• Tokyo


Regarding the Oct. 21 article by Michael Hoffman, “Only immigrants can save Japan,” Hoffman missed the primary reasons Hidenori Sakanaka’s arguments — which he reviewed and quoted — are quite cogent.

Sakanaka suggests that Japan open its immigration policies to allow 10 million immigrants into Japan between now and 2050 (357,000 people per year). Put in perspective Japan’s current (permanent) immigration in 2011 totalled 46,000, down 46 percent from 85,000 in 2006.

So what would an increase in foreign residents such as Sakanaka suggests accomplish for Japan? It would:

• Solve the population decline problems assuming that: (1) the immigration gates are opened soon; (2) immigrants would be limited to an approximately even mix of men and women aged 18-35; (3) most of them would be married or would marry; (4) most of them would have several children over the next 30 years (probable fertility ratio 2.0-3.0) versus Japan’s current 1.3. If this occurred, by 2050: Japan’s population would not have declined but would have increased somewhat over today’s level; those over 65 would have a similar share of the population as they do today; and the workforce share of the population would similarly be about the same.

• Solve the aging population problems. Too many old people means too much cost for their care, reduced savings because they are no longer working and excessive tax loads on the younger population.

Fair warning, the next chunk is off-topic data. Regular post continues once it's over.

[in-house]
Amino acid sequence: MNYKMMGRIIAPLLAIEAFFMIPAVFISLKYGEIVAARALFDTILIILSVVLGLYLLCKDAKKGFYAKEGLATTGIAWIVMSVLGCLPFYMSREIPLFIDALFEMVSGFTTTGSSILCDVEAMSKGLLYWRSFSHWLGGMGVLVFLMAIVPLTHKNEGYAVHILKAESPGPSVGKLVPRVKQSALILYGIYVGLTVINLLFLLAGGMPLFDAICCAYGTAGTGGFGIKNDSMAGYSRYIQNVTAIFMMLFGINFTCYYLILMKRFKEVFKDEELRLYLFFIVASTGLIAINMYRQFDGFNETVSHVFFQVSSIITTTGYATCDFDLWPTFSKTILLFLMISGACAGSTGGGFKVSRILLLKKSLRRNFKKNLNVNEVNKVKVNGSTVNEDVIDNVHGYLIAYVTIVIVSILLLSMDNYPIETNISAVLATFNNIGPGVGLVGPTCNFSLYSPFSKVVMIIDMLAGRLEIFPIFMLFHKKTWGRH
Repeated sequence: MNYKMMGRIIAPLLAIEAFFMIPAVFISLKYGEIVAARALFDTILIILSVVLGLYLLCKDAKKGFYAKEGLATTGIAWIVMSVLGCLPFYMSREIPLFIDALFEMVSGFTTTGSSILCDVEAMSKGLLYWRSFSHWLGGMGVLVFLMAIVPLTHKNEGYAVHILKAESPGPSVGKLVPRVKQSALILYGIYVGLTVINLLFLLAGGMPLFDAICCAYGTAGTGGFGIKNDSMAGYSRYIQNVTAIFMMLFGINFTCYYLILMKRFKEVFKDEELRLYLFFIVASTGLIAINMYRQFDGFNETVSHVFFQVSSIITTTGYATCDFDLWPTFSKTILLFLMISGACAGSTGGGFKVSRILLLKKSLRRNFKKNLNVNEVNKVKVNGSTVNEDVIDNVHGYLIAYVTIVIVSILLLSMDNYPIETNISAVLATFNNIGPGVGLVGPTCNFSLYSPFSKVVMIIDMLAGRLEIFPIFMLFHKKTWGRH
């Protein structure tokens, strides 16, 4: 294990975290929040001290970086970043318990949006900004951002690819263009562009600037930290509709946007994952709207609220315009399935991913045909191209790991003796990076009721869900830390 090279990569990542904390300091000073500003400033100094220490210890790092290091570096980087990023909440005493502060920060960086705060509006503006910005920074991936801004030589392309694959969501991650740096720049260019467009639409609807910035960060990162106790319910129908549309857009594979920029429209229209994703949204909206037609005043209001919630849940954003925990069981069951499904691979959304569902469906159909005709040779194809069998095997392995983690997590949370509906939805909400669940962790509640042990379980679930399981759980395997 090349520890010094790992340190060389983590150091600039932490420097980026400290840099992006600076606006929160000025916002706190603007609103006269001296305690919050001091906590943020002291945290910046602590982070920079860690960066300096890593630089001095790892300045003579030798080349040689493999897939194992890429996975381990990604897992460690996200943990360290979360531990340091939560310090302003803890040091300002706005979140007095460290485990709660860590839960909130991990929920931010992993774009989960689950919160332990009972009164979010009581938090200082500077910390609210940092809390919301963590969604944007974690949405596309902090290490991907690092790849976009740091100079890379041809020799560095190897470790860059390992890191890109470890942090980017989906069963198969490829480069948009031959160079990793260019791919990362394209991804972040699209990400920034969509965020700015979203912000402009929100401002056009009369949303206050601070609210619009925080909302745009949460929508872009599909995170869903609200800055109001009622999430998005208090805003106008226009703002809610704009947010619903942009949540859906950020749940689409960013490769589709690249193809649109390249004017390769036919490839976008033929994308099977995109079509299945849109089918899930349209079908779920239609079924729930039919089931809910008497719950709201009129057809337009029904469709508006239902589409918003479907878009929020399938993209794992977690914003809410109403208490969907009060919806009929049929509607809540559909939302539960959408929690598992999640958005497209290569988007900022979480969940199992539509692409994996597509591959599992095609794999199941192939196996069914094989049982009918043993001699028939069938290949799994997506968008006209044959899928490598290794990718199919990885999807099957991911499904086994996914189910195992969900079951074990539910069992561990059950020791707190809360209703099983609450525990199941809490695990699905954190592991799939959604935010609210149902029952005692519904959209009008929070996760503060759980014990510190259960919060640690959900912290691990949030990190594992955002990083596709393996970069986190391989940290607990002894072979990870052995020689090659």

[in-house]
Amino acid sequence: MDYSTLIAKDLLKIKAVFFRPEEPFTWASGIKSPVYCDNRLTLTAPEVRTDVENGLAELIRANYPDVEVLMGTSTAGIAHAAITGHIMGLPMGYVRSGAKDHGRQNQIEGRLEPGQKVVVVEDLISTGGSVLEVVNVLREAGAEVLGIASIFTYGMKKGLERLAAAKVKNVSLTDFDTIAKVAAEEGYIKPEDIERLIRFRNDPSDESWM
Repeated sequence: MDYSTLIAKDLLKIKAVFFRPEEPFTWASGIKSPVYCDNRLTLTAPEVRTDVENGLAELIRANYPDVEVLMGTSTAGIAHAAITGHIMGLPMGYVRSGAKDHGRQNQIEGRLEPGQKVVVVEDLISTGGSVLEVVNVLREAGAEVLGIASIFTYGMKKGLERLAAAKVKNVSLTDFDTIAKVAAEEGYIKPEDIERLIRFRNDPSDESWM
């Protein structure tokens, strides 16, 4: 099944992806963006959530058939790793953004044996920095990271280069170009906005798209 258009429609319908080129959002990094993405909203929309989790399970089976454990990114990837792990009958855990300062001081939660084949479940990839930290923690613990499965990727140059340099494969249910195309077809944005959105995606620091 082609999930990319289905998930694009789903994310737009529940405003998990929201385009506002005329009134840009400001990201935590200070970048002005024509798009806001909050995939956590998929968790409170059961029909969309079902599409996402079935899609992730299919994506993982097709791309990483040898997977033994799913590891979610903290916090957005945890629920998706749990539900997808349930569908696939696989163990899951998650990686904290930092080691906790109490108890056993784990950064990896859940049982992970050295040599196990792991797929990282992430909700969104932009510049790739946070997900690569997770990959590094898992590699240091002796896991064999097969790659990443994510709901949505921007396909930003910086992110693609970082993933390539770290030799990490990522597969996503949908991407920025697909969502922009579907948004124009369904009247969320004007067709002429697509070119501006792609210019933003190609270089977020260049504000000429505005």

• Solve the most important but not frequently recognized problem of population decline: that Japan’s workforce share of the population would decline sharply. A recent study by Keidanren Research points out that the primary problem of the population decline as is now projected is that the country’s workforce, aged 20 to 65 will decline from 66 million to 44 million, a 34 percent decline. The workforce will drop from 51 percent of the population in 2010 to 44 percent of the population in 2050 while the older people will increase from 24 percent to 37 percent.

• Solve the problem of Japan’s economic decline as a world power: The overall problem — too many senior citizens, plus too few workers — will cause reduced production, declines in both domestic and foreign investment, reduced country savings, and a sharp drop in GDP individually and for the country as a whole. The foregoing would also cause Japan to drop from its position as the world’s third largest economic power to the ninth largest.

This, I am sure, is why Sakanaka believes that “only immigration can save Japan.” It should certainly have been mentioned in your article. And the Japanese government should begin to do something about it.

The opinions expressed in this letter to the editor are the writer’s own and do not necessarily reflect the policies of The Japan Times.

john ward

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